Great, I love it!

      May 24, 2011 at 12:43 pm |
    • Noel

      Nice!! I like!!

      May 24, 2011 at 12:57 pm |
  6. A guy who hates stupidy


    May 24, 2011 at 11:51 am |
  7. Tim

    Three words for this guy: Bat Poop Crazy.

    May 24, 2011 at 11:51 am |
  8. Anotherdayjustbelieve

    "Fool me once, shame on you. Fool me twice, shame on me..."

    May 24, 2011 at 11:51 am |
    • W

      Fool me once, shame on — shame on you. Fool me — you can't get fooled again.

      May 24, 2011 at 11:55 am |
  9. God

    Seriously Harold. Just stop. This whole thing went from humorous to pathetic a while ago. Stop using ad hoc defensive mechanisms in my name.

    May 24, 2011 at 11:50 am |
  10. Ryan

    Howard Camping is an @sshole! People who listen to this dip (fill in blank) are just as stupid.

    May 24, 2011 at 11:50 am |
  11. Michelle

    CNN please stop presenting the rantings of the mentally ill as front page news.

    May 24, 2011 at 11:50 am |
  12. Vic

    You just HAVE to love how sheepish religious people are. Doesn't matter what religion; they're so easily manipulated.

    Obviously, not everyone's like that but enough of them to part with their money, life savings, sometimes. One could make a very good living cunning these people.

    May 24, 2011 at 11:50 am |
  13. Whitney

    The rapture already happened, and none of us made the cut.

    May 24, 2011 at 11:50 am |
  14. Illalung

    Just a gentle reminder to those who are hurting GOD IS LOVE.

    May 24, 2011 at 11:49 am |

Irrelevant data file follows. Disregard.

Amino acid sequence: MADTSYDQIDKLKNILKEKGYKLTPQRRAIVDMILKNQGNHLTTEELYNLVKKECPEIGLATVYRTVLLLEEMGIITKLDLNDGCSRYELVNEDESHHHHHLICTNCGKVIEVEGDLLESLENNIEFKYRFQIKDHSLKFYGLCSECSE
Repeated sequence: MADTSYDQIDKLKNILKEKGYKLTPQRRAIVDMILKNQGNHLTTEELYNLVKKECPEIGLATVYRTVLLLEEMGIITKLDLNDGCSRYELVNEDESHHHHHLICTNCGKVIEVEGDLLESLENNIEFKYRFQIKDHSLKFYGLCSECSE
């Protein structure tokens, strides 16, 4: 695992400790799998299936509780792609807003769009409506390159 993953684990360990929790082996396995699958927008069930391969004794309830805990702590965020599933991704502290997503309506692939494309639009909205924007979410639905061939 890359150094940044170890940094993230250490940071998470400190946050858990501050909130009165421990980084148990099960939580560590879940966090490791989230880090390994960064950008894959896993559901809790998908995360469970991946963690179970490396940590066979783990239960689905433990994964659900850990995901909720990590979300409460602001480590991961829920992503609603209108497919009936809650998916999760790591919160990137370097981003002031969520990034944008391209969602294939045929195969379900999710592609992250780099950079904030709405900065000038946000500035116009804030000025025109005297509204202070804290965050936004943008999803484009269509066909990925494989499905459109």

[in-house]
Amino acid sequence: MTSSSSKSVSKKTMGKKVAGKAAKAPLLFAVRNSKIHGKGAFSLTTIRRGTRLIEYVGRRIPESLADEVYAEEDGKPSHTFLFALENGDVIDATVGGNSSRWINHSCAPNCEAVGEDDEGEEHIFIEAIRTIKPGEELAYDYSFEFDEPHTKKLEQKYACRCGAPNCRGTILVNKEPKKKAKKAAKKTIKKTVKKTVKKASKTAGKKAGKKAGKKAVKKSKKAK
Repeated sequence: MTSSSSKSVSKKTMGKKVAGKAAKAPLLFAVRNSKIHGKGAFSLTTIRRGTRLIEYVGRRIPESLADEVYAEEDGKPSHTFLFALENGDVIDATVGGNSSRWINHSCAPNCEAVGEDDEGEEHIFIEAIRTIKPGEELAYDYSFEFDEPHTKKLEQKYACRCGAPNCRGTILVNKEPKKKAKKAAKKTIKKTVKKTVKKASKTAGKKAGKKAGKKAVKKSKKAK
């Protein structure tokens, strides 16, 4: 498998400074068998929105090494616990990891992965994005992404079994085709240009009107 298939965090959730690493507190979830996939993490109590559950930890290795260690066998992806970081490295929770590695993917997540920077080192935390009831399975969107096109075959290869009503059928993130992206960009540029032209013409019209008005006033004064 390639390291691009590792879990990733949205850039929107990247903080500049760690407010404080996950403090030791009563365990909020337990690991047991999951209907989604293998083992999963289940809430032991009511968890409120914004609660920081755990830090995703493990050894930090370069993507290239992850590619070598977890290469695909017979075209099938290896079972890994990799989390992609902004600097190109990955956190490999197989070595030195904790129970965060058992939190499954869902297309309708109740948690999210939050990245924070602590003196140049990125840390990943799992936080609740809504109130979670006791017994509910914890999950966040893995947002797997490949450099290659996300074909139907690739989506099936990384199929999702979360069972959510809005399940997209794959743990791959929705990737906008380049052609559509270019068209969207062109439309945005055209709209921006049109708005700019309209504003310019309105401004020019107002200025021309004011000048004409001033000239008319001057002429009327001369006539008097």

15. W

    The bible says NO ONE will know the end of time

    May 24, 2011 at 11:49 am |
    • sbp

      Is there a requirement that someone posts this every 2 minutes?

      May 24, 2011 at 11:50 am |
  16. Steve


    It doesnt get easier, if we only heed Gods Counsel, It is Written : If they speak not to the Law or the testimony, there is NO LIGHT in them. ISA. 8: 20

    There goes the whole zoo. ( I hope you really get this)

    May 24, 2011 at 11:49 am |
  17. Martin

    What a lowlife this guy is. Its not enough he got a bunch of suckers to waste their life savings on his ridiculous claims, now he's trying to do it again to more people And of course his so called "church" and radio network are raking in millions.

    Anyone who listens to this scam artist deserves to lose whatever the spend based on his words or whatever they send to his organization.


    May 24, 2011 at 11:49 am |
  18. ReligionIs4Dolts

    If at first your dumbsday prediction fails, TRY, TRY AGAIN!

    May 24, 2011 at 11:49 am |
  19. RAWoD

    Harold: go away. Even if it means offing yourself...go away. This world is tired of your stupidity and your "next world" doesn't exist.

    May 24, 2011 at 11:49 am |
  20. Todd

    This fool will keep adjusting the date until either we stop paying attention to him (which is why he's doing this in the first place) or the world actually ends (in which case he won't even be able to point out how he was right).

    May 24, 2011 at 11:49 am |
    • DeJesus

      LOL!! I love you, Todd! LOL

      May 24, 2011 at 11:58 am |
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About this blog

The CNN Belief Blog covers the faith angles of the day's biggest stories, from breaking news to politics to entertainment, fostering a global conversation about the role of religion and belief in readers' lives. It's edited by CNN's Daniel Burke with contributions from Eric Marrapodi and CNN's worldwide news gathering team.